ust last week, Facebook revealed a prototype for a wearable device which can be used as a control for augmented reality systems. Facebook's Reality Labs are still developing the device as part of its search to find alternative methods of 'human-computer interaction' (HCI).
The prototype utilises software which Facebook explains is a "wrist-based input combined with usable but limited contextualised AI". It is a type of haptic technology where sensors measure electrical motor nerve signals that run up the wrist to the fingers. The prototype appears to look like a very bulky watch where it is presumably housing several of these sensors.
The development of the hardware was focused around an interface for augmented reality which does not require touchscreens or physical keyboards, enabling users to better interact with and control the virtual layers created by a device.
In a recent blog post, Facebook wrote:
"The future of HCI demands an exceptionally easy-to-use, reliable, and private interface that lets us remain completely present in the real world at all times… That interface will require many innovations in order to become the primary way we interact with the digital world."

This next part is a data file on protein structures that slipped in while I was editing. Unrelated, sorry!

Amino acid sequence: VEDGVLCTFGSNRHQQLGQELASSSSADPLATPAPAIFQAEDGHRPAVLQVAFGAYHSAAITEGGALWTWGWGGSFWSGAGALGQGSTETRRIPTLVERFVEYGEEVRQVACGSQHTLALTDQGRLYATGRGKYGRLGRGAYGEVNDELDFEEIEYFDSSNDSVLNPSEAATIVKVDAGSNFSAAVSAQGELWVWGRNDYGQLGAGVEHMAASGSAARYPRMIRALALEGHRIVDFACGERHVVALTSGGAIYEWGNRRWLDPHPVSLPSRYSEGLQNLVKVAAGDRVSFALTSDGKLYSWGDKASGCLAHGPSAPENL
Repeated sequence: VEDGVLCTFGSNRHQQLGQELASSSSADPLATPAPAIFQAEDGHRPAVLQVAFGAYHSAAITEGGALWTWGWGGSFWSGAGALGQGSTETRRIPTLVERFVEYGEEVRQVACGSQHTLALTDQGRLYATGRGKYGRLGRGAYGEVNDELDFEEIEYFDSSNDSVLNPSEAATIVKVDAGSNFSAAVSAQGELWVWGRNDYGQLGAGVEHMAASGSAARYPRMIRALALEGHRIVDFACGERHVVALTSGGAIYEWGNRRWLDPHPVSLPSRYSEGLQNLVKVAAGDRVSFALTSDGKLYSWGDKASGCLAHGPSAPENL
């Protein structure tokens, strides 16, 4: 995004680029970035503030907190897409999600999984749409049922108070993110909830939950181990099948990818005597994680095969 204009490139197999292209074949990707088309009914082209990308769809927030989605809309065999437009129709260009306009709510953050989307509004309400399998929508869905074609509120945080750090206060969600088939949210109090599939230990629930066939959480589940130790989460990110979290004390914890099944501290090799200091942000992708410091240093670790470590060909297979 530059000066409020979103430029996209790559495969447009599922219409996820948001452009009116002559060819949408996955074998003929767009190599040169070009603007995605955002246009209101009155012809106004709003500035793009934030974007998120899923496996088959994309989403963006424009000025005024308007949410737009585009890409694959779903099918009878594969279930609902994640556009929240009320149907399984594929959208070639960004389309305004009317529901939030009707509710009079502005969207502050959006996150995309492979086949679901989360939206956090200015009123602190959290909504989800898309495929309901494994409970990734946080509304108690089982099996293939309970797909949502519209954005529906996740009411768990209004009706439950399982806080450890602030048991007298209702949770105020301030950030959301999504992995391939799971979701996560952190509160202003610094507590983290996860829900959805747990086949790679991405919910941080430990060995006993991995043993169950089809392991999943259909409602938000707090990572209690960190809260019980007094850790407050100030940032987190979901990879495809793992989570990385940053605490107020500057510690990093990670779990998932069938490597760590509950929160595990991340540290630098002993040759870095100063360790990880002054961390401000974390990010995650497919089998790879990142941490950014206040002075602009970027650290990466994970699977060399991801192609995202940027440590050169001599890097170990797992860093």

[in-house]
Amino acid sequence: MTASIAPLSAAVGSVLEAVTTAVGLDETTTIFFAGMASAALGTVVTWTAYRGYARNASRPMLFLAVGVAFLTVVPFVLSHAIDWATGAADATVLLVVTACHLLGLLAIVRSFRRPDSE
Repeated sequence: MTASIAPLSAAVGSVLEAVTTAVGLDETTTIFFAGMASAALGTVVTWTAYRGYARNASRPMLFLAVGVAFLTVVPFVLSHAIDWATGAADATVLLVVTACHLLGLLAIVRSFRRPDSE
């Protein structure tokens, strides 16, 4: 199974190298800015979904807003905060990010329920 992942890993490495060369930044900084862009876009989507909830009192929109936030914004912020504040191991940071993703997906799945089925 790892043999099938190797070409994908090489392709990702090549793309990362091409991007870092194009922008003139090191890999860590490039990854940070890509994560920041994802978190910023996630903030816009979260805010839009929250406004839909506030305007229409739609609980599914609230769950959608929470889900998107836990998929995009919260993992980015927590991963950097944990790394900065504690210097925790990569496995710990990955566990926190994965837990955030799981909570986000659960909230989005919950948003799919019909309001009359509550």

The Reality Labs team is continuing to develop two critical elements of the software. The first is 'contextually-aware AI', used to translate the instructions and actions of the user based on the situation or environment they are in. The second is technology that allows for effortless communication with the system, or what Facebook calls 'ultra-low-friction input'.
Facebook's Chief Technology Officer, Mike Schroepfer, stated that the prototype has "amazing potential" to make devices more accessible. Schroepfer also shared two videos of the technology in action, with one highlighting both its contextual AI with a virtual keyboard and its 'low-friction input'.
Facebook is not the first company to develop haptic augmented reality devices, the Hasso Plattner Institut in Berlin has conducted research into haptic technology for virtual and augmented reality. The institute developed a prototype in 2018 for Microsoft's HoloLens that integrated haptic force feedback by using electrical muscle stimulation.